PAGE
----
7 HEALTHY SNACKS THAT WILL SUPPRESS YOUR APPETITE. They’re actually stuffed with 0.38g of salt. And that’s in a tiny 19g packet.
But wait, it gets worse. You probably know about the muscle-building benefits of sweet potatoes, so you may have been munching down bags of Tesco’s crunch sweet potato slices every now and then. Well – spoiler alert – you’ve been eating a lot of sugar – 19.2 grams per bag (about half a can of coke), to be precise.
So if you can’t trust crisps then what snacks will starve off the munchies? Check out these 7 go-to bites that will help you get a hold of your hunger.
1. Avocado slices on fibre crackers
This snack packs a one-two punch. First, one 2013 study in Nutrition Journalreports that overweight adults who ate half of an avocado reduced afternoon hunger by about 40%. The fruit contains monounsaturated fats and fibre that fill you up, the researchers suggest. Besides, those monounsaturated fatty acids also exert a favorable effect on your cholesterol, lowering “bad” LDL and increasing “good” HDL levels.
If you’re not into eating your avocado with a spoon, put slices on rye crispbread crackers. Compared to wheat bread, rye crisps reduced next-meal calorie intake by 8%, a new Swedish study found. Thank their high fibre content (3 grams for 2 crackers) for just 60 calories.
2. An apple
A simple snack is sometimes the best snack. When pitted against apple juice, eating a whole apple was best for controlling post-lunch hunger, according to Pennsylvania State University research. The researchers note that apples are a good source of fibre, solid food is more filling than liquids, and the whole fruit requires chewing, another important factor to making you full.
3. Greek yogurt with flaxseed
You know that Greek yogurt is known for its stomach-satisfying properties because it’s rich in protein that tames hunger, but it’s also a great source of calcium. One study in the European Journal of Clinical Nutrition published in 2013 put one group of people on a high-dairy diet (they got about 1,400 mg of calcium a day) and another on a low-dairy one (who got about 700 mg of calcium a day). Both groups lost similar amounts of weight, but the high-dairy group reported feeling more satisfied while dieting.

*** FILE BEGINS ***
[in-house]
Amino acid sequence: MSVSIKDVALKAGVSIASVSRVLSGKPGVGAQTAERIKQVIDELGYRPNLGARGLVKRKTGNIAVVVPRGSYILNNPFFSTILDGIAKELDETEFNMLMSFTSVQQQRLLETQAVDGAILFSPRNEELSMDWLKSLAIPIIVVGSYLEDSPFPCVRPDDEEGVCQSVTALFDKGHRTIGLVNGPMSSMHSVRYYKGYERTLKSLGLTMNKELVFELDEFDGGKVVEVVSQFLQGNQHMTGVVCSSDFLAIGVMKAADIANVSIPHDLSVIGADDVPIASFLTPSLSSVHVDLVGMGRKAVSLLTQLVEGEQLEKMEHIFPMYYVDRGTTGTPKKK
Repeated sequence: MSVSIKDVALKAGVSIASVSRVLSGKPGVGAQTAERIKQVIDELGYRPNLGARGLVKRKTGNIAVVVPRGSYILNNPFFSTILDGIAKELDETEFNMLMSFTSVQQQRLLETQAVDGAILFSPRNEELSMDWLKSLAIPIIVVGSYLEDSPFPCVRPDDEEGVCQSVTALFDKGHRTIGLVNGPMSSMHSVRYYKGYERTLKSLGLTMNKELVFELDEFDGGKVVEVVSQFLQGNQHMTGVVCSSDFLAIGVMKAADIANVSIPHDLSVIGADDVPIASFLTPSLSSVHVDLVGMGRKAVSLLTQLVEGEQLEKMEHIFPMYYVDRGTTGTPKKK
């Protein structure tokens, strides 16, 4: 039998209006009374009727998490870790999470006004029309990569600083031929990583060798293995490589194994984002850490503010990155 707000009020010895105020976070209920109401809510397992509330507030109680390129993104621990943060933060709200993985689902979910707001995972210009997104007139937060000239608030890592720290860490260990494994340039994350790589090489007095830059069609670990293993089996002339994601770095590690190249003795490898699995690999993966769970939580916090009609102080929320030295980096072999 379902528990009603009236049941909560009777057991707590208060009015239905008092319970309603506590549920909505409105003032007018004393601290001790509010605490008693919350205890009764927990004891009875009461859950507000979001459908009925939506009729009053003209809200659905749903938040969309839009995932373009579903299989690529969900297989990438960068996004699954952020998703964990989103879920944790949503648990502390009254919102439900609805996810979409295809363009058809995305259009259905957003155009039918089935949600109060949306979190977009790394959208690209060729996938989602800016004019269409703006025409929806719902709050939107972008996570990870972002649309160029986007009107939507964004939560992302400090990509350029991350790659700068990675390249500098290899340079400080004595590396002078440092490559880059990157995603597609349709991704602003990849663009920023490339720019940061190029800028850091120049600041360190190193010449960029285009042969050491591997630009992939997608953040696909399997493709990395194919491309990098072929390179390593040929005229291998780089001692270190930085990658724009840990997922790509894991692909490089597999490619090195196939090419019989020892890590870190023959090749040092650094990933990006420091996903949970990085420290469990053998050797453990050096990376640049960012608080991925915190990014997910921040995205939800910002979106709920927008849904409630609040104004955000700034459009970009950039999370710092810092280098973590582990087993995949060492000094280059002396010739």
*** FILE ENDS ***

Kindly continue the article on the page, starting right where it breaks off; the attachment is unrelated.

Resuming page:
The dairy-filled plan may have helped increase levels of gut hormones like peptide YY that dial down appetite. Stir in one to two tablespoons of ground flaxseed.
4. Popcorn sprinkled with Parmesan
If you’re more of a flavoured crisp kinda guy, know this: research published inNutrition Journal found that people who ate six cups of popcorn (only 100 calories) reported less hunger and were more satisfied compared to those who ate a bag of crisps (150 calories), 1 cup of popcorn (15 calories), or a water-only control condition. Popcorn is packed with whole grains – in fact, eating a bag will get you more than halfway towards your daily quota for the stuff – plus you can eat a LOT of it for few calories.
That said, there is a lot of junky trans-fat-laden popcorn on shelves. Pop it yourself or buy plain unsalted air-popped microwave popcorn. Sprinkle Parmesan cheese on top for your flavouring instead of butter or salt. The cheese is a source of umami – the “fifth” taste we call savoury – which new research suggests is another satiety booster.
5. Whey protein shake
If you’re heading to the gym in an hour or two, grab a whey protein shake. It’s superior to casein protein in terms of keeping hunger at bay. In a 2014 Australian study, overweight and obese adults were supplemented with either whey, casein, or a glucose control drink. After six and 12 weeks, the whey group benefitted from a lower appetite before meals.
6. Spiced chickpeas
People who added less than a half-cup of chickpeas to their diet for three months felt more satiated, and the legumes helped reduce the intake of processed snack foods like cereals versus when they ate their regular diet, one study in the JournalAppetite found.
7. Dark chocolate covered peanuts
This is for the times when all you want is a chocolate bar. A small study in Nutrition and Diabetes revealed that when men ate 3.5 ounces of 70% dark chocolate they were less hungry for sweet, fatty, or savoury foods and ate 17% fewer calories two hours later than the guys who ate milk chocolate. Dark chocolate has bigger flavour and is digested slower, say researchers.
Admittedly, that’s a lot of chocolate – and a lot of calories. That’s why combining cocoa with nuts is smart. Research in 2013 found that peanuts in particular helped lower appetite for 8 to 12 hours because of their ideal ratio of protein and fat.